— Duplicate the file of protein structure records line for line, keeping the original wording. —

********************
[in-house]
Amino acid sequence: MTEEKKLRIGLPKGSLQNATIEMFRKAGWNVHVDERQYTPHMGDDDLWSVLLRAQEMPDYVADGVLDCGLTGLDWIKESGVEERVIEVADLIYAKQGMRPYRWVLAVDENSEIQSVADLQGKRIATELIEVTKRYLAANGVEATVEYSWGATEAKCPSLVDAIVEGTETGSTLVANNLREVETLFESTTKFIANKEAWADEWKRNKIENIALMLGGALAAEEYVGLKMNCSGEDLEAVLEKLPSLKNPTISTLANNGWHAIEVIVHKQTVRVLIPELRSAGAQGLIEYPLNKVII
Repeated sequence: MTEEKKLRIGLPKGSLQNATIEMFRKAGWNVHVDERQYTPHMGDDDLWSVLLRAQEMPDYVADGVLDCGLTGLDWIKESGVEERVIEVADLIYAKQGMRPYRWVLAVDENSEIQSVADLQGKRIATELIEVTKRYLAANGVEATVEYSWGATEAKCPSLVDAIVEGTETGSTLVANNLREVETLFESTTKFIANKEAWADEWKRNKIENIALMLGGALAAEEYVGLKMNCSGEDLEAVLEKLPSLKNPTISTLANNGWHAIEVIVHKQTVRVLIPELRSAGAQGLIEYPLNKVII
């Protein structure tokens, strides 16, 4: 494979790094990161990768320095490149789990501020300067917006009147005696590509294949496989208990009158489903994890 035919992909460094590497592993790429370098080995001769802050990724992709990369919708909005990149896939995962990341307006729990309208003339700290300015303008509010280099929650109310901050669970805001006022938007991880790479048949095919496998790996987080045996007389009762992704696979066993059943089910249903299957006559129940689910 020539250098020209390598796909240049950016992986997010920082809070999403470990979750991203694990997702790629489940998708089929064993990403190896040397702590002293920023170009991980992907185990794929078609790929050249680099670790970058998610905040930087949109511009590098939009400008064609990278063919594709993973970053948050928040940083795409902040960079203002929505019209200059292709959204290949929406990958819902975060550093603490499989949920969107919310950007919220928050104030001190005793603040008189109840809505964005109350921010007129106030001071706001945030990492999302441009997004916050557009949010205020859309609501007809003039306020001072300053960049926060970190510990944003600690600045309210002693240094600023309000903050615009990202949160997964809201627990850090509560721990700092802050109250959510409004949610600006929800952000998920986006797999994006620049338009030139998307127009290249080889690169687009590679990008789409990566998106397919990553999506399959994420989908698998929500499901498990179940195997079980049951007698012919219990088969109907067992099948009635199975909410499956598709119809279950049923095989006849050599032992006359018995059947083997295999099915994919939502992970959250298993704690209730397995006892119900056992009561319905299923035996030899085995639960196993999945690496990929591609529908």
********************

[in-house]
Amino acid sequence: MTEEKKLRIGLPKGSLQNATIEMFRKAGWNVHVDERQYTPHMGDDDLWSVLLRAQEMPDYVADGVLDCGLTGLDWIKESGVEERVIEVADLIYAKQGMRPYRWVLAVDENSEIQSVADLQGKRIATELIEVTKRYLAANGVEATVEYSWGATEAKCPSLVDAIVEGTETGSTLVANNLREVETLFESTTKFIANKEAWADEWKRNKIENIALMLGGALAAEEYVGLKMNCSGEDLEAVLEKLPSLKNPTISTLANNGWHAIEVIVHKQTVRVLIPELRSAGAQGLIEYPLNKVII
Repeated sequence: MTEEKKLRIGLPKGSLQNATIEMFRKAGWNVHVDERQYTPHMGDDDLWSVLLRAQEMPDYVADGVLDCGLTGLDWIKESGVEERVIEVADLIYAKQGMRPYRWVLAVDENSEIQSVADLQGKRIATELIEVTKRYLAANGVEATVEYSWGATEAKCPSLVDAIVEGTETGSTLVANNLREVETLFESTTKFIANKEAWADEWKRNKIENIALMLGGALAAEEYVGLKMNCSGEDLEAVLEKLPSLKNPTISTLANNGWHAIEVIVHKQTVRVLIPELRSAGAQGLIEYPLNKVII
């Protein structure tokens, strides 16, 4: 494979790094990161990768320095490149789990501020300067917006009147005696590509294949496989208990009158489903994890 035919992909460094590497592993790429370098080995001769802050990724992709990369919708909005990149896939995962990341307006729990309208003339700290300015303008509010280099929650109310901050669970805001006022938007991880790479048949095919496998790996987080045996007389009762992704696979066993059943089910249903299957006559129940689910 020539250098020209390598796909240049950016992986997010920082809070999403470990979750991203694990997702790629489940998708089929064993990403190896040397702590002293920023170009991980992907185990794929078609790929050249680099670790970058998610905040930087949109511009590098939009400008064609990278063919594709993973970053948050928040940083795409902040960079203002929505019209200059292709959204290949929406990958819902975060550093603490499989949920969107919310950007919220928050104030001190005793603040008189109840809505964005109350921010007129106030001071706001945030990492999302441009997004916050557009949010205020859309609501007809003039306020001072300053960049926060970190510990944003600690600045309210002693240094600023309000903050615009990202949160997964809201627990850090509560721990700092802050109250959510409004949610600006929800952000998920986006797999994006620049338009030139998307127009290249080889690169687009590679990008789409990566998106397919990553999506399959994420989908698998929500499901498990179940195997079980049951007698012919219990088969109907067992099948009635199975909410499956598709119809279950049923095989006849050599032992006359018995059947083997295999099915994919939502992970959250298993704690209730397995006892119900056992009561319905299923035996030899085995639960196993999945690496990929591609529908």